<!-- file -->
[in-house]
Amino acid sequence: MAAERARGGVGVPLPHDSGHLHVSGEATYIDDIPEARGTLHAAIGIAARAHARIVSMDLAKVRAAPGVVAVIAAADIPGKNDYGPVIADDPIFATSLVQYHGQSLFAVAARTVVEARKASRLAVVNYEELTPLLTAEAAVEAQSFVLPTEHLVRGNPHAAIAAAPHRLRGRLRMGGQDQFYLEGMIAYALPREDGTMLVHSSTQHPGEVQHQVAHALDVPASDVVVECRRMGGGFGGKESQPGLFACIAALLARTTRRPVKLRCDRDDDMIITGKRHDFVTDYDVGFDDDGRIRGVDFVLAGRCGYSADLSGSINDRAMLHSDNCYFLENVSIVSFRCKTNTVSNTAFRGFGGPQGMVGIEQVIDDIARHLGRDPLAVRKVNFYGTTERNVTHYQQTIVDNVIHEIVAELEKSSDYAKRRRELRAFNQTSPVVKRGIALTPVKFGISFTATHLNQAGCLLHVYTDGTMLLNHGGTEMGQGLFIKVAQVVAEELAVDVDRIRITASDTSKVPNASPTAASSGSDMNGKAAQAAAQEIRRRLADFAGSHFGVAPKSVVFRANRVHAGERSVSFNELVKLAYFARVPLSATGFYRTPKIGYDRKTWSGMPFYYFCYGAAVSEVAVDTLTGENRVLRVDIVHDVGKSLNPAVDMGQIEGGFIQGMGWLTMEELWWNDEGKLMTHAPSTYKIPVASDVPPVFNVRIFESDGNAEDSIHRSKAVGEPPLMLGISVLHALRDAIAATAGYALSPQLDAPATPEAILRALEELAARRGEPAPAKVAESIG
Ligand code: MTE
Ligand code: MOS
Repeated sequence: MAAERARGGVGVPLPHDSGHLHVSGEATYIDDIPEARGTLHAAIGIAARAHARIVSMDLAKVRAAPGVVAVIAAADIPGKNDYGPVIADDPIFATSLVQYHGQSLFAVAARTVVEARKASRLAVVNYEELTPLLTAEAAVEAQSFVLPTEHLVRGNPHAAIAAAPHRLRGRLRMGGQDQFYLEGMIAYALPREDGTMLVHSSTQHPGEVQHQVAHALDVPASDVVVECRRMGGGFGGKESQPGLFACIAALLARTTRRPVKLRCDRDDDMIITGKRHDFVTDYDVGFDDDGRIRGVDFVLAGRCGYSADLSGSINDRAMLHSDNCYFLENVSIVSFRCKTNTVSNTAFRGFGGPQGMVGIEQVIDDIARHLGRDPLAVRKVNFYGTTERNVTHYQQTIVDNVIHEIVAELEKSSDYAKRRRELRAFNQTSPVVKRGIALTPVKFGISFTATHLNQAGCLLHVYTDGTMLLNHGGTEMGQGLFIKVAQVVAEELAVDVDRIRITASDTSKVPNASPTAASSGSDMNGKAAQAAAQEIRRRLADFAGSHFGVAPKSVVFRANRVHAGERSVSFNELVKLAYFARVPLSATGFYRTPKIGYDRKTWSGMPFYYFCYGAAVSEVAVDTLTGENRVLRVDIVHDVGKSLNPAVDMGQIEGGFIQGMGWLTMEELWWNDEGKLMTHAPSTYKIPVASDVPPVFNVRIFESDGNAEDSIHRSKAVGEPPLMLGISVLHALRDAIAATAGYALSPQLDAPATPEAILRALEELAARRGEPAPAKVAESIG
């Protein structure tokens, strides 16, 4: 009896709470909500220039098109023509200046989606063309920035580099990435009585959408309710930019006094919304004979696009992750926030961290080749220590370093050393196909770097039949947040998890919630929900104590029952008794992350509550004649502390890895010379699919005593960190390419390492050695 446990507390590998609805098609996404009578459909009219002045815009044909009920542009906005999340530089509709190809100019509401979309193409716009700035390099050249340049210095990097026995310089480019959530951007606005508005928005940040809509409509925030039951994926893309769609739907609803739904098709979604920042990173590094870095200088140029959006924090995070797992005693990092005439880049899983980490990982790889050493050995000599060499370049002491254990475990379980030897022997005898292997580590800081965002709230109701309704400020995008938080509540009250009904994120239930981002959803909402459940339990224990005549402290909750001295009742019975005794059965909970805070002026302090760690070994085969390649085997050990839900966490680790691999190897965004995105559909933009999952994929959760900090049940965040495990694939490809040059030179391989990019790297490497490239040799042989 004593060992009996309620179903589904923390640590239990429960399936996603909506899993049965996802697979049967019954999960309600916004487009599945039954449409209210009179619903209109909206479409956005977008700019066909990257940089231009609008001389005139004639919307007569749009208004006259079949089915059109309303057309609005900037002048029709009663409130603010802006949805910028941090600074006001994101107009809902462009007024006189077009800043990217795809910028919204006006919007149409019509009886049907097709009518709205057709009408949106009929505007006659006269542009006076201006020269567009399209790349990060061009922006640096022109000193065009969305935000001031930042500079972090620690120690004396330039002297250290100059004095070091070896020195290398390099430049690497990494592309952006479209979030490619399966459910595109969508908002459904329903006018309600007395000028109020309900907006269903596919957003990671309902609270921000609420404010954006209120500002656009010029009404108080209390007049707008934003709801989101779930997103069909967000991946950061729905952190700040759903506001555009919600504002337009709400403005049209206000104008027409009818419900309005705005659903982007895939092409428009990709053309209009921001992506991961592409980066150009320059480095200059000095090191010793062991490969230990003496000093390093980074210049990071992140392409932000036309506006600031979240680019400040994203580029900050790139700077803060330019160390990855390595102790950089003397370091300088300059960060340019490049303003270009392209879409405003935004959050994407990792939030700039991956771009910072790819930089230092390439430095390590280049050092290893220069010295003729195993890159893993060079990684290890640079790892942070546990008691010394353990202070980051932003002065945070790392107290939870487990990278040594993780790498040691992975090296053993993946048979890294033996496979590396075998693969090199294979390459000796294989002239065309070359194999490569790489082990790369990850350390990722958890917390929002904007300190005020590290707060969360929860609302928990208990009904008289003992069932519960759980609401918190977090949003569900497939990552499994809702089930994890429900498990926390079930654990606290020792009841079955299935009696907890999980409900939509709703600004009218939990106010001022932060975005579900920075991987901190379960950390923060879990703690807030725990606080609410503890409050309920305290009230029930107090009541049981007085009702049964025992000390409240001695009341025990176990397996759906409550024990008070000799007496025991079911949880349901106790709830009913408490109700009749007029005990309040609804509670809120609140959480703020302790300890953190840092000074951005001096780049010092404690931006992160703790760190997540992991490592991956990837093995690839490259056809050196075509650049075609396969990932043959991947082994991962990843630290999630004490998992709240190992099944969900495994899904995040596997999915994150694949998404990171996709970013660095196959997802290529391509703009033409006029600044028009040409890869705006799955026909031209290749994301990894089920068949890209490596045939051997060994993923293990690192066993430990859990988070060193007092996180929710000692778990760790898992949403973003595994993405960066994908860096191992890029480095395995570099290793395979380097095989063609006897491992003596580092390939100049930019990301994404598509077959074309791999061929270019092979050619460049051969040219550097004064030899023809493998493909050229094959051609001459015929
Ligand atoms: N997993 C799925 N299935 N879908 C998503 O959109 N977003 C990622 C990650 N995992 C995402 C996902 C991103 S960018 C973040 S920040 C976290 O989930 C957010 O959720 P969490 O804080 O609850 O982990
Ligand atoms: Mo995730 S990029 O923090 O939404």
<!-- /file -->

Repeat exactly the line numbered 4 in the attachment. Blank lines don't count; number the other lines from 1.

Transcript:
Ligand code: MOS